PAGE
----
Other constraints aren't so easily resolved. One of these is the amount of available electromagnetic spectrum. Spectrum is needed any time you want to communicate without a connected medium (such as a wire). It’s uses include television, AM and FM radio, Wifi networks, cell phones, radar, microwave transmitters and garage door openers. There is only only have a fixed amount of it, and there will never be any more. Demand for spectrum is intense, and growing rapidly. Companies pay tens of billions of dollars to license relatively small portions of the available spectrum.
It is more precious than gold.
With this in mind, a number of years ago, Lightsquared made a proposal to use advanced technology to deliver a new 4G LTE wireless network using a slice of unallocated spectrum bandwidth. They would provide this network capacity to existing providers wholesale. This would have increased capacity, exerted downward pressure on the currently rising prices, and been a boon for both consumers and corporations alike. Everybody wins, right?
Well, not everyone.
It seems that GPS manufacturers were a bit concerned by this idea. Lightsquared's plans would potentially interfere with some GPS devices. In February, their concern made enough of an impact on the FCC to cause the FCC to put a halt to the venture.
If we left the story right there, then I'd probably side with the GPS manufacturers. I like my GPS. I don't want it to break. If somebody has other ideas, well tough, because my GPS was here first, right?
Well, it’s not quite that simple. You see, you need to remember what I said about the electromagnetic spectrum. Because it’s so precious, it's all carefully defined and licensed out. And as it turns out, Lightsquared was not infringing on the GPS wavelengths at all. Instead, GPS's are infringing on spectrum that was licensed to Lightsquared.
Although we talk about spectrum in very precise, digital terms, its actually very analog. If you broadcast on a specific frequency, unless you're very careful, it doesn't look like a sharp spike at that specific frequency. Instead, it looks like a broad bell curve, centering around that frequency. Try looking at a simple frequency analyzer (such as Soniqviewer for iOS) while you play a single note on a musical instrument. You'll be amazed at how many sound frequencies are playing all at once.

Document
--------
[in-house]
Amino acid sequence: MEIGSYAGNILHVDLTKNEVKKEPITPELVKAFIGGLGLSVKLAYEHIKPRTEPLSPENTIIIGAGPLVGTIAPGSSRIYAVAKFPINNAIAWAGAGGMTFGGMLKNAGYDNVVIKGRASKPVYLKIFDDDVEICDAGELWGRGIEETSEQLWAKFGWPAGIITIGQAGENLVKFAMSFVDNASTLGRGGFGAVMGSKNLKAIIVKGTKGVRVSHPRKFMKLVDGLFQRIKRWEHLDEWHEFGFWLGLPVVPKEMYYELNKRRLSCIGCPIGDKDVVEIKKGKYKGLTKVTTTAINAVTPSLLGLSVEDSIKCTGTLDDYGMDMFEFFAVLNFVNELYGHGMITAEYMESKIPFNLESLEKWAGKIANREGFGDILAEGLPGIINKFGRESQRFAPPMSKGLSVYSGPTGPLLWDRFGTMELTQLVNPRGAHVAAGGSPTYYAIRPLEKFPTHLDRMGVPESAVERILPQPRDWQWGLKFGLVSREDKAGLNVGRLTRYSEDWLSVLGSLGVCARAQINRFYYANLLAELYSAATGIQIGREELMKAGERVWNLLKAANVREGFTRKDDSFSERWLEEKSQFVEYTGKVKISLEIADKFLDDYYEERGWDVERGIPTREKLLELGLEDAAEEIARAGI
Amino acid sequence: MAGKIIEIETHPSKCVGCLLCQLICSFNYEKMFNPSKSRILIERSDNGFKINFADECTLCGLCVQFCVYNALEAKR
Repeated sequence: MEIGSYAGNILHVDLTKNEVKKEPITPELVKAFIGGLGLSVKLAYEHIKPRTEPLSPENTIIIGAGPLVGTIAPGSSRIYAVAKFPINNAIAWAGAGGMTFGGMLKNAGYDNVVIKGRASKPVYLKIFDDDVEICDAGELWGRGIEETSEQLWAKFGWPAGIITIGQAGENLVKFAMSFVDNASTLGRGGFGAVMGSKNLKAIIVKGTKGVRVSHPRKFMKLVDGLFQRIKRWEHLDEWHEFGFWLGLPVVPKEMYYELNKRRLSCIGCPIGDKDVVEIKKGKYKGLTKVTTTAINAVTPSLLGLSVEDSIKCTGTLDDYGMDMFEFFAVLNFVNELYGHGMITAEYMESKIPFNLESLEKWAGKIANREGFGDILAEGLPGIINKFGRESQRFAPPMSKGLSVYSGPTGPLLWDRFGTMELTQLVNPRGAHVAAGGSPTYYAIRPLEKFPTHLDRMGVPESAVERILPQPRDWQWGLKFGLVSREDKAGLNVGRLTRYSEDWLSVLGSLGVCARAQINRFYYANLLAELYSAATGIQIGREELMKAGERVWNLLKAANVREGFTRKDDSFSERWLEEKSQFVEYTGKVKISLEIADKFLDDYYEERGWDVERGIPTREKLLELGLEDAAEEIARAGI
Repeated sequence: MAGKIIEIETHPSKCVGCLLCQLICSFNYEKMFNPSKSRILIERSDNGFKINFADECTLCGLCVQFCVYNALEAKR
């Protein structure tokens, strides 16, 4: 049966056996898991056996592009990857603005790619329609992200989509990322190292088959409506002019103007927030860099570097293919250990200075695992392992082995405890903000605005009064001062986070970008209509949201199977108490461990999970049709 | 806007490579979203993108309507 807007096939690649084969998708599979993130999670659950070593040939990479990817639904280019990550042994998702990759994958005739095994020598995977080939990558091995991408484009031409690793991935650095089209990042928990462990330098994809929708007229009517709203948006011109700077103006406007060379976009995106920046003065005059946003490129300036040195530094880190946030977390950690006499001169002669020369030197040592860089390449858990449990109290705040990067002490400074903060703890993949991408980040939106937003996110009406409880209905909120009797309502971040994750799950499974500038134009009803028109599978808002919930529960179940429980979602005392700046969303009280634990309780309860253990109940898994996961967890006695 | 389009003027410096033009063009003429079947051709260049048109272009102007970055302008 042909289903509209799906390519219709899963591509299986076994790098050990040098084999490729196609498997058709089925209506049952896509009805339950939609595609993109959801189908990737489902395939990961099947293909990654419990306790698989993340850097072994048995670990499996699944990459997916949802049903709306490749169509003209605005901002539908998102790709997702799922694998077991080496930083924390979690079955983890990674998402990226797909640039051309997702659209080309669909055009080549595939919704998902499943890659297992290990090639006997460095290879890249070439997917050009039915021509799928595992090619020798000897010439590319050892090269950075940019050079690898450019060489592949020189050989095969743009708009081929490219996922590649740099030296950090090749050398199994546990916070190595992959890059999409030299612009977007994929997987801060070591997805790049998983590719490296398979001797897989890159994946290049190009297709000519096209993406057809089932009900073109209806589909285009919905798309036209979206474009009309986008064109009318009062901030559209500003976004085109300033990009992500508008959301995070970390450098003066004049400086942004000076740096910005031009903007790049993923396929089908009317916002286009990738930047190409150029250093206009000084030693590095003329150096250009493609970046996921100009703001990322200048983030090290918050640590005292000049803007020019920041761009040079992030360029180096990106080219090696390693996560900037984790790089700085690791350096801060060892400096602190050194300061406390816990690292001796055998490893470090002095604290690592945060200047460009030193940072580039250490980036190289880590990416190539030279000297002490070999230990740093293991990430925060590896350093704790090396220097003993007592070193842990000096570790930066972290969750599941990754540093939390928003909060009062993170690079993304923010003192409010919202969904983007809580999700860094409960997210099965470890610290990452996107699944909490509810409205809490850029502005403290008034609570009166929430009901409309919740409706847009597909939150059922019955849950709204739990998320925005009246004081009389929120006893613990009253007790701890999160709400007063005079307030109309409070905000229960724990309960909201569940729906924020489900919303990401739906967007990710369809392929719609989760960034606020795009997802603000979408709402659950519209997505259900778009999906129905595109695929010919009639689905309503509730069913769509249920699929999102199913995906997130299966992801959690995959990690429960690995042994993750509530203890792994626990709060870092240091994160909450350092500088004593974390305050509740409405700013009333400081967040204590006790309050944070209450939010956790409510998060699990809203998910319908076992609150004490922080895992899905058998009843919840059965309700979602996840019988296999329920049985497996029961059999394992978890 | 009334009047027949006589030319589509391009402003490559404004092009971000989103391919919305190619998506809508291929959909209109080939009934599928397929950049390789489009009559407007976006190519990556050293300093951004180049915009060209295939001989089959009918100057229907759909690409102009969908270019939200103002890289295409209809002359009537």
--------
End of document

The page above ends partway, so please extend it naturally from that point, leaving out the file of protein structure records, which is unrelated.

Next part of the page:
The problem in this case isn't the transmissions from the GPS satellites, it’s the receivers. GPS signals tend to be weak. GPS devices are inexpensive. To make the devices as cheap as possible, and get the best possible reception, GPS devices use receivers that are very imprecisely tuned, in an attempt to pick up as much of the signal as possible. That means that GPS devices end up listening to a lot of spectrum they have no business listening to. And, no surprise, they have the tendency to get confused when they hear some other signal on this other spectrum.
This is a fixable problem. Lightsquared has demonstrated how a simple filter could be added to the GPS filter to clean up reception. This would increase the cost of a GPS. But cost isn't a significant constraint for consumer devices. GPS chips are already such a commodity that they are being added into every model of smartphone on the market. Garmin, the leader in standalone GPS devices, is desperately trying to find a new niche because it's product is becoming such a commodity.
So let’s think about this from a constraint perspective:
- GPS devices are cheap, and getting cheaper
- Spectrum is expensive, and getting more expensive
- The constraint the FCC wants to address is the current cost of GPS devices, rather than increasing utilization of spectrum
Does this make sense to anybody?
So far, we’ve managed to handle spectrum concerns. Smart phones, which are among the biggest consumers of data, are still relatively new. We’ve been enjoying a pleasant summer of bandwidth availability.
But demand is growing fast. Available spectrum is fixed.
Winter is coming.